After 18 Months, Boston Teachers Union And City Agree To New Contract

After 18 months of negotiations, the Boston Teachers Union and the city announced Thursday they have tentatively agreed on a new contract.

Mayor Marty Walsh says the agreement improves hiring processes and provides a reasonable wage increase.

"It's good for our students, good for our teachers, and good for our district," Walsh said during a joint press conference with city and union officials. "And it continues to allow us to be the best urban district in the country."

Under the new contract, teachers and paraprofessionals will get a retroactive 2 percent pay raise for this past school year, and a 3 percent raise for the upcoming year.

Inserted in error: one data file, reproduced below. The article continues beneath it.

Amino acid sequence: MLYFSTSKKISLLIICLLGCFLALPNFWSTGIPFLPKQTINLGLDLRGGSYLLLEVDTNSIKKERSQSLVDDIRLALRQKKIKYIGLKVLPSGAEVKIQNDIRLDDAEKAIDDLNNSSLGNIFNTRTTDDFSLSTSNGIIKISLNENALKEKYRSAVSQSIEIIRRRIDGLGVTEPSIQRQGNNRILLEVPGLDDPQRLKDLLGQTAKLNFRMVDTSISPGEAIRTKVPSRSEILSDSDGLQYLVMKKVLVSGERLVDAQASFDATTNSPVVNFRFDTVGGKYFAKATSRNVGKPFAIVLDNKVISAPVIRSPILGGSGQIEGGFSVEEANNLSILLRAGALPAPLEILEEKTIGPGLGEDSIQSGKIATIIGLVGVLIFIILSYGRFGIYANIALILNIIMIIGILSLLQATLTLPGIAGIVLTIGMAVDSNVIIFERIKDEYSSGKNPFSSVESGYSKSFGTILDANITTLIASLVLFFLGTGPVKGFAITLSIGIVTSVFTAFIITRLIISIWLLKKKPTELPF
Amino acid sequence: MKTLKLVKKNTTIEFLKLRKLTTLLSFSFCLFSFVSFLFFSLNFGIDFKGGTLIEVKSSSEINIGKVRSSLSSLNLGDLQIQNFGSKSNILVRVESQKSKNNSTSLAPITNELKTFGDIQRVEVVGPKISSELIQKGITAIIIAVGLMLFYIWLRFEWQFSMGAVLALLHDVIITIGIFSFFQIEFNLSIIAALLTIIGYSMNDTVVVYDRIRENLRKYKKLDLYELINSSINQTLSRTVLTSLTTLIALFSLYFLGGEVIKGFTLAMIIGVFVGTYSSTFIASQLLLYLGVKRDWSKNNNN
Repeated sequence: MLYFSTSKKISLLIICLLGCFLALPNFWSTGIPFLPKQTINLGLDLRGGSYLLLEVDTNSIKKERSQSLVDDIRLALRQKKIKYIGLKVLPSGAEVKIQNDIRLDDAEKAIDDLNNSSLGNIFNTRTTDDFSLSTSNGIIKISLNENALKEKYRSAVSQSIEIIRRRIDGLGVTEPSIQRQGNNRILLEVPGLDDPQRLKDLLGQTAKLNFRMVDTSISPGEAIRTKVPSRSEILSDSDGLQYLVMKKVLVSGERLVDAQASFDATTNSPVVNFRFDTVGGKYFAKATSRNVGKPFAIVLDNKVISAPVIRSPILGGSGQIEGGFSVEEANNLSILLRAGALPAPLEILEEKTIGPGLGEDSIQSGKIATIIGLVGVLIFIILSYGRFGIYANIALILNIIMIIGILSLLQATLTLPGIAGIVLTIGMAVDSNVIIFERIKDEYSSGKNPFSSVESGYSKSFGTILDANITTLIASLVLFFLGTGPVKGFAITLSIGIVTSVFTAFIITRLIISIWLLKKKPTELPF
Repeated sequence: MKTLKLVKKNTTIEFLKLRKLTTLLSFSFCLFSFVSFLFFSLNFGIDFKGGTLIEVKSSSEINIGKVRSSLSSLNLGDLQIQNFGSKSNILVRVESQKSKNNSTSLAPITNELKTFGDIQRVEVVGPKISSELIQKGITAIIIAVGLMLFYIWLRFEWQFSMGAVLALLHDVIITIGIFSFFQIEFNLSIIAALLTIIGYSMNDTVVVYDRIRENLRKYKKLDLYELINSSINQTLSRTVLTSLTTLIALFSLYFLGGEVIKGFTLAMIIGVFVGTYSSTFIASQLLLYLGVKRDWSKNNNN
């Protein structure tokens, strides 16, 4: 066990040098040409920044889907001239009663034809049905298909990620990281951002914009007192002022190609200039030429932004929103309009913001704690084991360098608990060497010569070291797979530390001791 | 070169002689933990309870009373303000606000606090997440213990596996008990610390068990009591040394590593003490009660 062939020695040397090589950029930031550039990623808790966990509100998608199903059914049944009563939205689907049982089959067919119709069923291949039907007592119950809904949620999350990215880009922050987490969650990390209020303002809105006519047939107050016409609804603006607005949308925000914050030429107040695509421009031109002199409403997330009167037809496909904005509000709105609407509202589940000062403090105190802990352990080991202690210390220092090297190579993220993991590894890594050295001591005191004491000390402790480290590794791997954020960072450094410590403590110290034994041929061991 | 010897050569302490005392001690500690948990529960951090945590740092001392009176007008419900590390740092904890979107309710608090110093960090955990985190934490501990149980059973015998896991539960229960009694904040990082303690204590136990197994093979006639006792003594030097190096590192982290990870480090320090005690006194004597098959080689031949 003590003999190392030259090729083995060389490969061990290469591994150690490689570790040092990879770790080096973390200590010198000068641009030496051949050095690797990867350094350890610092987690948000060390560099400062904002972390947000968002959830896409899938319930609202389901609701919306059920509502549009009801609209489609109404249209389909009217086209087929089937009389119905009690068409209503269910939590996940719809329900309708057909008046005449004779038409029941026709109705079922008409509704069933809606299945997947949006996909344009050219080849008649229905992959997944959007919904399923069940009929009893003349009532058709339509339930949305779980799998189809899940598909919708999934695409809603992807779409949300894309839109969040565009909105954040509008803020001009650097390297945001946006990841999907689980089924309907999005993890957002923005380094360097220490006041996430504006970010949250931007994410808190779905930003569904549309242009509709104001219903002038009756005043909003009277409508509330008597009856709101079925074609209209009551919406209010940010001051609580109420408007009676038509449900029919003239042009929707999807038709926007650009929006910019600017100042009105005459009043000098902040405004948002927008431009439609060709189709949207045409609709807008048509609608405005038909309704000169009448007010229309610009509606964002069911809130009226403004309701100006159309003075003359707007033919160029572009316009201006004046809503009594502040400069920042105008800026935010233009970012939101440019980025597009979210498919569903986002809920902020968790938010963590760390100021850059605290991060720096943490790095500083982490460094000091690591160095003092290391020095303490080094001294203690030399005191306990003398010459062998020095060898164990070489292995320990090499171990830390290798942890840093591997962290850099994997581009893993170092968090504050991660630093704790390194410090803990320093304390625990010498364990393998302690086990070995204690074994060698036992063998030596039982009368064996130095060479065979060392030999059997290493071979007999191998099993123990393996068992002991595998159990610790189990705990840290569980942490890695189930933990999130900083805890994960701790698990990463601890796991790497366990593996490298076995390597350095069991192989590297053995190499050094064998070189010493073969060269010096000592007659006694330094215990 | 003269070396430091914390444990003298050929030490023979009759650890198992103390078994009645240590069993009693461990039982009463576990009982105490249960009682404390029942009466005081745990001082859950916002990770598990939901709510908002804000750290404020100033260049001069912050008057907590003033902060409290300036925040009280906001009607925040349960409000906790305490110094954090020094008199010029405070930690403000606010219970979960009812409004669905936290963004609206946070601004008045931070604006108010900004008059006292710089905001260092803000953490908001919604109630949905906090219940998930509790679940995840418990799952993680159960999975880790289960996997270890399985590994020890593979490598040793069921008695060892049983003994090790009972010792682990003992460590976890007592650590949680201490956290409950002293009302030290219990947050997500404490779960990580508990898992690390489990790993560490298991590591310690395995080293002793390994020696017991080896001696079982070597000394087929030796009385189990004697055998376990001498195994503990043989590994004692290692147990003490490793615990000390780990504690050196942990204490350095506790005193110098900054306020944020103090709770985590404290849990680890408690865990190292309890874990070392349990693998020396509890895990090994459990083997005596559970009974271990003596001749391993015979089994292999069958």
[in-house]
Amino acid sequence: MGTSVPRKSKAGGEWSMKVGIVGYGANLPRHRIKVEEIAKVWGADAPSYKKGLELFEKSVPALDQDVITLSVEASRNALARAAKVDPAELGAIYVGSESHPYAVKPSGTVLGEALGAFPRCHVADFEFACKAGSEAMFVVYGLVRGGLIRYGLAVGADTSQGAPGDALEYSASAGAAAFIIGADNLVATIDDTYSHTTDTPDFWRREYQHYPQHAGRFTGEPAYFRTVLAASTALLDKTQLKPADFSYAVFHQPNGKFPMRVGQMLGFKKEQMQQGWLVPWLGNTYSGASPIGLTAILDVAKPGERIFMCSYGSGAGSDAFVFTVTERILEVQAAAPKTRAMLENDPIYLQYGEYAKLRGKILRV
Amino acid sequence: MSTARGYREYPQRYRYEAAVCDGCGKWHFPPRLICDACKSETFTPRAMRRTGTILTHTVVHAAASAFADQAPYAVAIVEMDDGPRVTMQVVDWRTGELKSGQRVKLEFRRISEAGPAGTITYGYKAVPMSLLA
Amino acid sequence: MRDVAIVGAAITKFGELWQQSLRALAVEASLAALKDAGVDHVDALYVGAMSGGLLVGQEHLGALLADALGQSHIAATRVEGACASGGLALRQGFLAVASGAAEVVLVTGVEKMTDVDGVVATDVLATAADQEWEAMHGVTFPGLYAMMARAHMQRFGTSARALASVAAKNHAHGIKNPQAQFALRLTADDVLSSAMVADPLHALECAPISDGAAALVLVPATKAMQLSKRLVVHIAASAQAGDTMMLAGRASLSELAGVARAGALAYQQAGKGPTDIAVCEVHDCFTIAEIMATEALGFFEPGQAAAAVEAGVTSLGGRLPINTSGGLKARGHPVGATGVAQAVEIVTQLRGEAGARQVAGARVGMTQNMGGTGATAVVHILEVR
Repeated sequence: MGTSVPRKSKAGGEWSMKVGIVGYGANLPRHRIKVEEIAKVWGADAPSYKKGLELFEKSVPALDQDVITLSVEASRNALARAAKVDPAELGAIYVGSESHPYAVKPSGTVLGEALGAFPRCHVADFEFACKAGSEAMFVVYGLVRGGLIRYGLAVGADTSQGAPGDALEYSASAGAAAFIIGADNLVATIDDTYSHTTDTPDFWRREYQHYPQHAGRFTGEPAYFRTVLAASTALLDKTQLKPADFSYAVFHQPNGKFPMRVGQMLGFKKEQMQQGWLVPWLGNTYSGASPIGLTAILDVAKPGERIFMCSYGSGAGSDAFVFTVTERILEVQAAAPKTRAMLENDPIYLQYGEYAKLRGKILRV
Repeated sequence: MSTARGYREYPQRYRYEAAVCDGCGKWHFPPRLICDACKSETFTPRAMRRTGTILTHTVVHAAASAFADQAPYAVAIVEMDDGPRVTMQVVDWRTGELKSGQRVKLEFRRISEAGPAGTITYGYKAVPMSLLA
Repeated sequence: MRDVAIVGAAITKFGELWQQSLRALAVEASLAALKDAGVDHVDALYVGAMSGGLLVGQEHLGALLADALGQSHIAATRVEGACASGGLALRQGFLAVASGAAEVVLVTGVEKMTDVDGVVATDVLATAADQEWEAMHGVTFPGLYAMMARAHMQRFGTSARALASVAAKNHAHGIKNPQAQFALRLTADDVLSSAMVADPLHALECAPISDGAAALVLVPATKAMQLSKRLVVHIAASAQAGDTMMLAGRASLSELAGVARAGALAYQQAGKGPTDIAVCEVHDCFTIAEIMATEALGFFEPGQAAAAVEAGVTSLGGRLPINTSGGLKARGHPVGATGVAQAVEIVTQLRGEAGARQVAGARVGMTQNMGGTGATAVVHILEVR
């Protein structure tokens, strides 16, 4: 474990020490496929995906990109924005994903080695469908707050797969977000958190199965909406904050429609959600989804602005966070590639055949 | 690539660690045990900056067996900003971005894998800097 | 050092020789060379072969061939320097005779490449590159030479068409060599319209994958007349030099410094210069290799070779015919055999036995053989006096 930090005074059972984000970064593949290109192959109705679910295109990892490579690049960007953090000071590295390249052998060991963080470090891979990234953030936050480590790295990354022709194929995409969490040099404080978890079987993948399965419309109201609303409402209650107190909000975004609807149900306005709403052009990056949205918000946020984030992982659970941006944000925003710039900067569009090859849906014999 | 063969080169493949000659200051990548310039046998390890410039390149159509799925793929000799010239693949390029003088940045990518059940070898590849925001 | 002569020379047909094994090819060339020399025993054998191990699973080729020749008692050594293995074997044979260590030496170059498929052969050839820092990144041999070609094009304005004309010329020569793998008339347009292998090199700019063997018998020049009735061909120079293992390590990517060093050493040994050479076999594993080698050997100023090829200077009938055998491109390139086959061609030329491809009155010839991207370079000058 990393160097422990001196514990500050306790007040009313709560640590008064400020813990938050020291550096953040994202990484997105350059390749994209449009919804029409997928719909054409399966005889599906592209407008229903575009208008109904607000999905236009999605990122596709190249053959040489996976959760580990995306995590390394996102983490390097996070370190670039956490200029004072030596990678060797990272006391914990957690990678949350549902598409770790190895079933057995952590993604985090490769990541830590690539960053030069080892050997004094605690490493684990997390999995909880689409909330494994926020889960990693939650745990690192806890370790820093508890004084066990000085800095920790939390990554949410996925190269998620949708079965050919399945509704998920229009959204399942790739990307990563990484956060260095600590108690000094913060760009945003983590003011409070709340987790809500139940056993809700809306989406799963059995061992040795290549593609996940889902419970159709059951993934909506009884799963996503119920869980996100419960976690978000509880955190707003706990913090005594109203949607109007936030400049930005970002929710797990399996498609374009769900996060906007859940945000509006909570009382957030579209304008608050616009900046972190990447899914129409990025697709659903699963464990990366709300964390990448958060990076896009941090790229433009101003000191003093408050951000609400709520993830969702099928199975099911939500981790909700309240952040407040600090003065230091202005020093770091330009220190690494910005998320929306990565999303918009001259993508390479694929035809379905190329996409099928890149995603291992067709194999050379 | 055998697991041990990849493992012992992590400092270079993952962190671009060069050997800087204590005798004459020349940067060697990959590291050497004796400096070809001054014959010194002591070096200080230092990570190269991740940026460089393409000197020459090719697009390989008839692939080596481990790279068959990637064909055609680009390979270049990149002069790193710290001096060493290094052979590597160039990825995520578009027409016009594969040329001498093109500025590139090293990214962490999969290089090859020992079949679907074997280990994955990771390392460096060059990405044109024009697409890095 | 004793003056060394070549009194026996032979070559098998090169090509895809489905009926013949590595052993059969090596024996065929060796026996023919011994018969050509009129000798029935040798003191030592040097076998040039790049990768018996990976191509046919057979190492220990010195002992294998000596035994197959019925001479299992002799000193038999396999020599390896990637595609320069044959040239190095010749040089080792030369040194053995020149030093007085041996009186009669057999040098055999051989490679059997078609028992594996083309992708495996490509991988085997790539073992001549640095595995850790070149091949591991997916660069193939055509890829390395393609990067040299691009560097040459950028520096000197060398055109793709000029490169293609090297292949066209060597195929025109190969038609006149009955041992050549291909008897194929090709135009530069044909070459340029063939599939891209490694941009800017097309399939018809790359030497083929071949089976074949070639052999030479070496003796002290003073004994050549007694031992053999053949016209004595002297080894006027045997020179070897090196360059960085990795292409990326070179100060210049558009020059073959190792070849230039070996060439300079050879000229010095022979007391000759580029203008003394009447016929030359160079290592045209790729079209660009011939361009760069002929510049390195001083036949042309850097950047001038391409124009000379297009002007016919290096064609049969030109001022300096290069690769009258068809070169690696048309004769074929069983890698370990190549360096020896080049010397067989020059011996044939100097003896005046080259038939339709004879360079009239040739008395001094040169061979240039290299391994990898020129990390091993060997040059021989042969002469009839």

The city also agreed to hire more nurses and expand the paid parental leave policy.

Jessica Tang, president of the Boston Teachers Union, says the new contract marks a new start after months of contentious negotiations.

"It's so great to make this announcement here because it's an affirmation to collaborate and collaborate for professional learning growth, for our educators and also our commitment to our schools and our students," Tang said during Thursday's press conference.

The new agreement still needs to be ratified by union members and approved by the Boston School Committee.

And officials say they will begin negotiating a new contract for the 2018-2019 school year soon.



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